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A scene from “Cowboy Mouth” | Photo courtesy of Commonwealth Theatre Center

The ongoing growth of the newly rechristened Commonwealth Theatre Center (CTC) — formerly Walden Theatre and Blue Apple Players — is one of the most interesting stories in Louisville theater right now. As the center grows, they are able to take more artistic chances, in their student productions, their productions for students, and what I find most interesting, the productions by their faculty and alumni.

Louisville audiences can see the alumni company taking on two challenging plays in rep this week as they present Annie Baker’s “The Aliens” and Sam Shepard’s “Cowboy Mouth.”

Ben Park, CTC artistic associate and one of the current driving forces of the alumni company, spoke with Insider Louisville in advance of the company’s two openings. He’s directing “Cowboy Mouth” and acting in “The Aliens.” He was joined by guest director and recent alumnus of the program Maggie Rogers.

Park sees the alumni company as a natural extension of the work that CTC does with students, pointing out that the graduates are just beginning their lives as artists. “We have kids from 5 to 18. That’s an enormous amount of time … but we have no idea what’s going on with our lives by the time we leave here. I mean, I was as lost as anybody was when I was 17, 18.”

Ben Park
Ben Park, artistic associate at Commonwealth Theatre

Park also points out that finding an artistic voice can be difficult in bigger cities, where younger artists might not be given much artistic agency. They aren’t always choosing their projects, their roles, or their parts. Park keeps in touch with these alumni and welcomes them home with the opportunity to do challenging work. “I try to put out feelers to alumni, specifically alumni who have had a little bit more intense training and some experience,” said Park, “and I put out those feelers a year in advance.”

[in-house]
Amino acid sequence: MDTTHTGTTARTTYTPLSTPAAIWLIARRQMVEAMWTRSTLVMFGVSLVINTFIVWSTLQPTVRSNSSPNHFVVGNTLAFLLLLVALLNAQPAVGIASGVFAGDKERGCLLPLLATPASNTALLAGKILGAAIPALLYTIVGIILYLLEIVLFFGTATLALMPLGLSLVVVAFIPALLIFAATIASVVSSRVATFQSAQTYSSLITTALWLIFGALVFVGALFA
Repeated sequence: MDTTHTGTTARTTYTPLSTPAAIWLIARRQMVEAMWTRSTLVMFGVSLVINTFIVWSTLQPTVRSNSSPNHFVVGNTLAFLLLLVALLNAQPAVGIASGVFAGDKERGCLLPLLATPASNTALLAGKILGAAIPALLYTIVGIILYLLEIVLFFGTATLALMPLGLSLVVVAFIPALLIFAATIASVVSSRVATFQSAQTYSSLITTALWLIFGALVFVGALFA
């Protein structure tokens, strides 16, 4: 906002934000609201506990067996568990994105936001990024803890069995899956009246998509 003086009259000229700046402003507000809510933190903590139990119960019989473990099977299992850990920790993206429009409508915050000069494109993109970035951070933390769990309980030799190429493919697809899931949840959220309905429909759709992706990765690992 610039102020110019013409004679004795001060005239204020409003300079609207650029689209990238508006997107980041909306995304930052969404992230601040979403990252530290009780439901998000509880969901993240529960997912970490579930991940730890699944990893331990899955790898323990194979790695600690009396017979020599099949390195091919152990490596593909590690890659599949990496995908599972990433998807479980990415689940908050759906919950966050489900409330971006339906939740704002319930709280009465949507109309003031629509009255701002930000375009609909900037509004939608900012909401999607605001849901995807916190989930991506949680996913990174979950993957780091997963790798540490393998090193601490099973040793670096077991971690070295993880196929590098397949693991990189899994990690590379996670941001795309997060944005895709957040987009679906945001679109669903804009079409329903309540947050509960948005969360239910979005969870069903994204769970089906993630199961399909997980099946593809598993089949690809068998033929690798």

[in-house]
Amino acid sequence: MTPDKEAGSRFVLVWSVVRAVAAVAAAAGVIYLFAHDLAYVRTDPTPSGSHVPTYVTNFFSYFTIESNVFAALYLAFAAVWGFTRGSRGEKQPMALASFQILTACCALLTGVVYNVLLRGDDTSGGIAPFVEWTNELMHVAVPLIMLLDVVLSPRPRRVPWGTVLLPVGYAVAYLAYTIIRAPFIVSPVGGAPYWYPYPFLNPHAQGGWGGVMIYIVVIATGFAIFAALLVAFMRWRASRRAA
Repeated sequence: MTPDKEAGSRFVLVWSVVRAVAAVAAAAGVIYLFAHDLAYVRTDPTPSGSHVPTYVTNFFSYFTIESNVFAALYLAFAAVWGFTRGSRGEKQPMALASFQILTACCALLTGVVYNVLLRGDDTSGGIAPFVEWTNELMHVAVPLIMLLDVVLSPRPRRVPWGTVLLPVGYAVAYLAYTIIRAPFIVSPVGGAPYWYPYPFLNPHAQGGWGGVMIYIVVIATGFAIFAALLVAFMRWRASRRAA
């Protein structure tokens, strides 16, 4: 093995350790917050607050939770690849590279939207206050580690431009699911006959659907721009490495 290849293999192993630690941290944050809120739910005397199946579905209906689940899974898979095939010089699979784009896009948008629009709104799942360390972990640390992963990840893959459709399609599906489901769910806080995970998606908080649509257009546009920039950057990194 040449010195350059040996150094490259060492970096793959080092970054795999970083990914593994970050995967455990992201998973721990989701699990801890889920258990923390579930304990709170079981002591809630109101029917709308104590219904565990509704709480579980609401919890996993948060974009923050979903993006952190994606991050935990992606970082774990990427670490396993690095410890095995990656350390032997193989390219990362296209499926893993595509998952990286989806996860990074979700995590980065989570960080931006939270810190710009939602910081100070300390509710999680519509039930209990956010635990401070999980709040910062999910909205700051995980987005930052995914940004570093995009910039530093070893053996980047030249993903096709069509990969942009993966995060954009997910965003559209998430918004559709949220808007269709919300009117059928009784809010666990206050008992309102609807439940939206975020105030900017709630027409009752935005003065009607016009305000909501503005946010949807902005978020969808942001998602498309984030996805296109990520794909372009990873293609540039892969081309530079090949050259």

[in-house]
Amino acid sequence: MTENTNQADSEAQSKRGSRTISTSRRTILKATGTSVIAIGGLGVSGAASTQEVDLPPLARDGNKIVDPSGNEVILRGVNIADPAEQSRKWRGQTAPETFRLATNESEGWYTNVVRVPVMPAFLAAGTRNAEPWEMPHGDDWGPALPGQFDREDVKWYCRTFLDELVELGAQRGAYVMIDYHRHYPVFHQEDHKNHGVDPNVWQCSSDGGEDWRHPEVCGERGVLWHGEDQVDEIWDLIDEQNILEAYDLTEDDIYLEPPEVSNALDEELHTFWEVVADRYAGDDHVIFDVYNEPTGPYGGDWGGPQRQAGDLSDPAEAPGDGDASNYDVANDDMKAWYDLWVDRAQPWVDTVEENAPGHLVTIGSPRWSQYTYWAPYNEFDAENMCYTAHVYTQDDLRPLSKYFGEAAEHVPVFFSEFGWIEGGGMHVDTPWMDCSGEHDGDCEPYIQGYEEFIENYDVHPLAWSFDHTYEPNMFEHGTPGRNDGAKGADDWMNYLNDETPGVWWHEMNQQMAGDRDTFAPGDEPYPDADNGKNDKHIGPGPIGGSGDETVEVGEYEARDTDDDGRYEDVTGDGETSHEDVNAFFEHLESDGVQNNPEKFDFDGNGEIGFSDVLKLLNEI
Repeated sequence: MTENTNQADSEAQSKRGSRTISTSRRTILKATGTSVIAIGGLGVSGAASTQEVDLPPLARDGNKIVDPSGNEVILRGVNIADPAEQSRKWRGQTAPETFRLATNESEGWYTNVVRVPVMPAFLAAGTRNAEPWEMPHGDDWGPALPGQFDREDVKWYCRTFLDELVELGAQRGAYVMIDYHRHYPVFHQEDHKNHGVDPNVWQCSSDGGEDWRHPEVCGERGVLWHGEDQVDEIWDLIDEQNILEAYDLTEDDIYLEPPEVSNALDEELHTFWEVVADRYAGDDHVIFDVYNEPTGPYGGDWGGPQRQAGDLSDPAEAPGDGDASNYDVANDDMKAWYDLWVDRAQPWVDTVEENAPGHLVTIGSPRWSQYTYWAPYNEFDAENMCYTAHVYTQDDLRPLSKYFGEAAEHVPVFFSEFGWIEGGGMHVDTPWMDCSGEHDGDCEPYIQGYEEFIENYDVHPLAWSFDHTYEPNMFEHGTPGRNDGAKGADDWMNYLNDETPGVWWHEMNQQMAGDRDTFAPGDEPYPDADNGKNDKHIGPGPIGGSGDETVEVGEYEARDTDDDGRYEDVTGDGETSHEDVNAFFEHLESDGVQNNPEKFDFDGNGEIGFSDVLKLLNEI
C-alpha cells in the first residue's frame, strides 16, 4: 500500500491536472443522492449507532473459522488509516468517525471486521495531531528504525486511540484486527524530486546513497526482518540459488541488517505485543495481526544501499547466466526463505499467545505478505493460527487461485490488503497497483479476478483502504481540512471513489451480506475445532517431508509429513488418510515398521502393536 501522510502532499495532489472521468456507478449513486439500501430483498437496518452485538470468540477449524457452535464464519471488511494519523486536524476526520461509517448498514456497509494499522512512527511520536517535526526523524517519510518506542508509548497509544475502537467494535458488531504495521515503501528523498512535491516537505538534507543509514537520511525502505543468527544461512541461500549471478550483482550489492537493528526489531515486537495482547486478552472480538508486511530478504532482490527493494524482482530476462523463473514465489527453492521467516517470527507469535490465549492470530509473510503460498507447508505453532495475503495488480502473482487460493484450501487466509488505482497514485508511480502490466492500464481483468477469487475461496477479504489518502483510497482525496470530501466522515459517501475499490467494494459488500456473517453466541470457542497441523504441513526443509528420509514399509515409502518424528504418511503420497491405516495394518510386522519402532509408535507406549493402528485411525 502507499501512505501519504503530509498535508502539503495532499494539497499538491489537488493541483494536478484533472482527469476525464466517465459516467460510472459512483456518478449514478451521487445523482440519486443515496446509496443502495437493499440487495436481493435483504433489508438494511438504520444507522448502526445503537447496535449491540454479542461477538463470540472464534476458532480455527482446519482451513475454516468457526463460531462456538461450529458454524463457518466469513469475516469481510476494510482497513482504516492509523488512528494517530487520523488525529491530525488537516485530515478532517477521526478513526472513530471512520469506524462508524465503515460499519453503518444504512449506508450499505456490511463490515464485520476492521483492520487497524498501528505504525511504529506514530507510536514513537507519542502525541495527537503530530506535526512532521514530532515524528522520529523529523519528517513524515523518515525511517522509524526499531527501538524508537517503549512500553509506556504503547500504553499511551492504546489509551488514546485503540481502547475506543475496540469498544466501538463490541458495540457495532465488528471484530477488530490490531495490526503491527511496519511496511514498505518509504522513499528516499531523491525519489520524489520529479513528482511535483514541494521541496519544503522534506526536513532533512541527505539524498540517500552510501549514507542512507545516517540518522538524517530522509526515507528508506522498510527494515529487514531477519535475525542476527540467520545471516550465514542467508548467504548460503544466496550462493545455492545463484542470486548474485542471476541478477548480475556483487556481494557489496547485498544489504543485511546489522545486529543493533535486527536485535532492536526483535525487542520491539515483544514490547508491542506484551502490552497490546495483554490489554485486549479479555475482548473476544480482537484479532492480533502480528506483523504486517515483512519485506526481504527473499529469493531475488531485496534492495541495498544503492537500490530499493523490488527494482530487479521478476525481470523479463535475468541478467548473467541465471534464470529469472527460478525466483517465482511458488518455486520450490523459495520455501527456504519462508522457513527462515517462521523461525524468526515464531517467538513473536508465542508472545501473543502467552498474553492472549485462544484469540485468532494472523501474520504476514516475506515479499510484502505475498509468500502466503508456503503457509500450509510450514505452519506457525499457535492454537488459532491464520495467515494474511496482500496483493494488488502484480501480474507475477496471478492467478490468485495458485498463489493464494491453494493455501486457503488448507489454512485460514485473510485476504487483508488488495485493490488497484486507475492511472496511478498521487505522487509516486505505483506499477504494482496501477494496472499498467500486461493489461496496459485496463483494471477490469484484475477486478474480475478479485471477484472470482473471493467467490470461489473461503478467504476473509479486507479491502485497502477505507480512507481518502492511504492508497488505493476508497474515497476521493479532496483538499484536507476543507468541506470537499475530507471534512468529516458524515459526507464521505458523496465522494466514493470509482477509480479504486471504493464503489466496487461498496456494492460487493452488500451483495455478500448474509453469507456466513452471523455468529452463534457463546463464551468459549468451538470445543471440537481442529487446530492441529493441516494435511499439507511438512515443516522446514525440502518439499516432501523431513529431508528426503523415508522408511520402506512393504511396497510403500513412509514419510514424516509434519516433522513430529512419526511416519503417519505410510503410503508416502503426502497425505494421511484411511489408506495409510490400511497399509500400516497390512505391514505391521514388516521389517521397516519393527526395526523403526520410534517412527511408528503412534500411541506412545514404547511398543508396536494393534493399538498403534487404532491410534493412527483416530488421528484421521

One such artist is Maggie Rogers. Since she left CTC she graduated from Columbia College of Chicago as valedictorian, before working in Chicago for a year and then accepting a prestigious internship at Seattle Repertory Theatre.

She sees a similarity between Seattle’s scene and Louisville’s. Think of Seattle Repertory Theatre as a West Coast analogue to Actors Theatre of Louisville. “In Chicago, you can make a career there. In Seattle (and) Louisville, it’s hard to sustain a career just doing art.” But Rogers says that’s a reason to come back to Louisville: “That’s why it’s exciting to do work here; there’s a need for new creative work.”

Rogers is passionate about young playwrights, and in her Seattle internship she looked at scripts from all over, many of which she sent to Park to read. “I think it’s time we bring living playwrights here. Shakespeare’s great, and we have a great history with him, but let’s bring Annie Baker, a Pulitzer Prize-winning badass lady.”

“The Aliens” is a story of two 20-somethings and a teen, none of whom feel they fit in, who slowly form a bond of friendship.

Maggie Rogers
Commonwealth Theatre alum Maggie Rogers